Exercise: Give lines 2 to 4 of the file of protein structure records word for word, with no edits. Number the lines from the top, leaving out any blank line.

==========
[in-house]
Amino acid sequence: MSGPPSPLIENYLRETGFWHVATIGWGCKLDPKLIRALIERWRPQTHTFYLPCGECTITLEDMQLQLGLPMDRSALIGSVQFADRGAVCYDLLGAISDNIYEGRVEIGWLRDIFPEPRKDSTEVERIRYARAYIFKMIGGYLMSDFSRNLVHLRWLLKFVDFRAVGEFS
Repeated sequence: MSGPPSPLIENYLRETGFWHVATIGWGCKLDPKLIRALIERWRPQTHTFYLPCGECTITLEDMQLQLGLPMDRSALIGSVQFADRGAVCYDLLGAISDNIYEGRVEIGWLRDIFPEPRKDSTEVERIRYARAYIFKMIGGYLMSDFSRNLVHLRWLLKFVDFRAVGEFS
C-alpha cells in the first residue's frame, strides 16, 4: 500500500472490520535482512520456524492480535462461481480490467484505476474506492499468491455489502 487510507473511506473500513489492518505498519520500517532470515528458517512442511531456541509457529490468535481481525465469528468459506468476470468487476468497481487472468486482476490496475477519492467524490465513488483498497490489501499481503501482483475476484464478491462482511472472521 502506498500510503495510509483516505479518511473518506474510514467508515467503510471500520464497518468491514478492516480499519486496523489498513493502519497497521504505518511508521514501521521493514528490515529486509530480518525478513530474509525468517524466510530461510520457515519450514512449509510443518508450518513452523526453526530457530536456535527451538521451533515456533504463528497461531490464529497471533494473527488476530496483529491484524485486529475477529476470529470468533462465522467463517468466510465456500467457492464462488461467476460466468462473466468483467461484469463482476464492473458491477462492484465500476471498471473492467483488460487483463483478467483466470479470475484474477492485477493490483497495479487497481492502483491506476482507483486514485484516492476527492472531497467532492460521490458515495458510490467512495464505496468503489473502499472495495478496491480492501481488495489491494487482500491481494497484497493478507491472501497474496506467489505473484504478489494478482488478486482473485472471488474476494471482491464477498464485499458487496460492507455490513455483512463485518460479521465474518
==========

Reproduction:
Amino acid sequence: MSGPPSPLIENYLRETGFWHVATIGWGCKLDPKLIRALIERWRPQTHTFYLPCGECTITLEDMQLQLGLPMDRSALIGSVQFADRGAVCYDLLGAISDNIYEGRVEIGWLRDIFPEPRKDSTEVERIRYARAYIFKMIGGYLMSDFSRNLVHLRWLLKFVDFRAVGEFS
Repeated sequence: MSGPPSPLIENYLRETGFWHVATIGWGCKLDPKLIRALIERWRPQTHTFYLPCGECTITLEDMQLQLGLPMDRSALIGSVQFADRGAVCYDLLGAISDNIYEGRVEIGWLRDIFPEPRKDSTEVERIRYARAYIFKMIGGYLMSDFSRNLVHLRWLLKFVDFRAVGEFS
C-alpha cells in the first residue's frame, strides 16, 4: 500500500472490520535482512520456524492480535462461481480490467484505476474506492499468491455489502 487510507473511506473500513489492518505498519520500517532470515528458517512442511531456541509457529490468535481481525465469528468459506468476470468487476468497481487472468486482476490496475477519492467524490465513488483498497490489501499481503501482483475476484464478491462482511472472521 502506498500510503495510509483516505479518511473518506474510514467508515467503510471500520464497518468491514478492516480499519486496523489498513493502519497497521504505518511508521514501521521493514528490515529486509530480518525478513530474509525468517524466510530461510520457515519450514512449509510443518508450518513452523526453526530457530536456535527451538521451533515456533504463528497461531490464529497471533494473527488476530496483529491484524485486529475477529476470529470468533462465522467463517468466510465456500467457492464462488461467476460466468462473466468483467461484469463482476464492473458491477462492484465500476471498471473492467483488460487483463483478467483466470479470475484474477492485477493490483497495479487497481492502483491506476482507483486514485484516492476527492472531497467532492460521490458515495458510490467512495464505496468503489473502499472495495478496491480492501481488495489491494487482500491481494497484497493478507491472501497474496506467489505473484504478489494478482488478486482473485472471488474476494471482491464477498464485499458487496460492507455490513455483512463485518460479521465474518